By |2018-05-09T06:03:37+00:00May 9th, 2018|Global Market Update|

What is “Social Proof”? Photo: Petr Kratochvil. Source: Public Domain Pictures “Social Proof” happens when we rely on the views of group we’re with to form our own opinions. Everyone is strongly influenced by people that they’re with. A researcher once had some college students match the length of a line on one card to one of three alternatives on another card. When subjects worked alone, almost all of them made the correct choice. But when they were put into a group that had [...]

By Their Belt-Straps

By |2018-05-08T07:04:28+00:00May 8th, 2018|Global Market Update|

What is the Belt-Road Initiative? Illustration: Lommes. Source: Wikimedia In 2013, China’s President Xi Jinping announced plans to connect East Asia and Europe via a network of rail, road, and sea routes to facilitate trade, cultural exchange, and open flows of capital and people. Shortly thereafter, China announced that over $160 billion of infrastructure projects were in planning or construction along the way, projects like a 700 MW hydropower station near Islamabad, Pakistan, or extending the current Eurasian Landbridge – a 7,000 mile rail [...]


By |2018-05-07T06:47:47+00:00May 7th, 2018|Global Market Update|

What is a capital-intensive business? Illustration: Charles Graham, Harper’s Weekly. Source: Wikimedia Capital is what makes things. Factories and design studios and drilling rigs and construction equipment. To build the Panama Canal, the managing engineers employed thousands of steam-powered excavating machines, rather than millions of workers with shovels. Today, our economy runs on ideas, rather than steam-power. It needs people who are creative, who can pull innovations and material and suppliers and delivery together on a mobile platform that is elegant and easy to [...]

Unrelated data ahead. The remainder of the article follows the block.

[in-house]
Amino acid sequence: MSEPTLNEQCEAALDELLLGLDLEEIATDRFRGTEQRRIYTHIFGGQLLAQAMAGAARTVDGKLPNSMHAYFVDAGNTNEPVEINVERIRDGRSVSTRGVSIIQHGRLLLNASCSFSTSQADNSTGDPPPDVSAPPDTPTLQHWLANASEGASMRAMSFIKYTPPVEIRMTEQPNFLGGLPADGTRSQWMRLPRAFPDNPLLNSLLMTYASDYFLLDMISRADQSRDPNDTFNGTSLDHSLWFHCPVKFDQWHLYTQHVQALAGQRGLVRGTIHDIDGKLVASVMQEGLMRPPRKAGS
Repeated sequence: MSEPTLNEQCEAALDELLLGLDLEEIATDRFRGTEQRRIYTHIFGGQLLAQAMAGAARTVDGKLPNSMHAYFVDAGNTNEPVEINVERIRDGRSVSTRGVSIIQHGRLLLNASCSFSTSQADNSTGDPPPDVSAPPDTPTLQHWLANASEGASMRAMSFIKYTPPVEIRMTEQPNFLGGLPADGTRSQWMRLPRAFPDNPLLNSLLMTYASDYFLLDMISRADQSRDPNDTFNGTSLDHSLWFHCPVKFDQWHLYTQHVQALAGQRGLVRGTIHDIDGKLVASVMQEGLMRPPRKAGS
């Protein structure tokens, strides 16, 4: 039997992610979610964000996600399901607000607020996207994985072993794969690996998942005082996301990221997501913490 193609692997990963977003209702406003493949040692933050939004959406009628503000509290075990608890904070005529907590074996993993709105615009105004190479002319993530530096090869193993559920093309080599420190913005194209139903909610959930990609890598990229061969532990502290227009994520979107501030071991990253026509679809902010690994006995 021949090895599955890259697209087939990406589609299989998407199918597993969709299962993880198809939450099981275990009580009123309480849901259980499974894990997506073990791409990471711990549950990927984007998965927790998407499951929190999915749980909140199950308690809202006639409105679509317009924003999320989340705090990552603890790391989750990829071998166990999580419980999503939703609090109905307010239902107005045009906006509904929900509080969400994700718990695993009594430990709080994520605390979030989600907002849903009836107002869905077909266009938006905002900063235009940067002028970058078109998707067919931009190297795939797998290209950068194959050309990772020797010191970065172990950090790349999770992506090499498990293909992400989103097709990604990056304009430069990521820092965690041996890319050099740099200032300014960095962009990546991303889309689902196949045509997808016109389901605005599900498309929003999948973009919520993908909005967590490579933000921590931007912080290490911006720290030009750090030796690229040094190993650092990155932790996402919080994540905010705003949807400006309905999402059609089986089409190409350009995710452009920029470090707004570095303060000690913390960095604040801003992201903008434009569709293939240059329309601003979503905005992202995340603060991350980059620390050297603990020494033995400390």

Visions of Greatness (Part 5): A New Direction

By |2018-05-04T06:00:58+00:00May 4th, 2018|Global Market Update|

How do you deal with a rising Great Power? Photo: Victor Hancek. Source: Picjumbo For decades, the US held a policy of “constructive engagement” towards China. By giving China “Most Favored Nation” status, encouraging trade and cultural exchange, Washington hoped to draw China into – if not the West – at least the broader family of nations. We would look the other way with human rights abuses, and try to avoid major trade disputes. Now, four decades of constructive engagement led to a massive [...]

Visions of Greatness (Part 4)

By |2018-05-03T06:24:57+00:00May 3rd, 2018|Global Market Update|

Can China build a great economy? Victoria Harbor and Hong Kong skyline. Photo: Samuel Louie. Source: Wikimedia In some ways, this seems like a foolish question. China’s economy is already huge. They’re the second largest economy in the world: $10 trillion, about half the size of the US. They’re a major player in trade, manufacturing, consumer goods, and the internet. But their stock market is tiny. They’re only 3% of global equity markets – about the size of France. And their bond market is [...]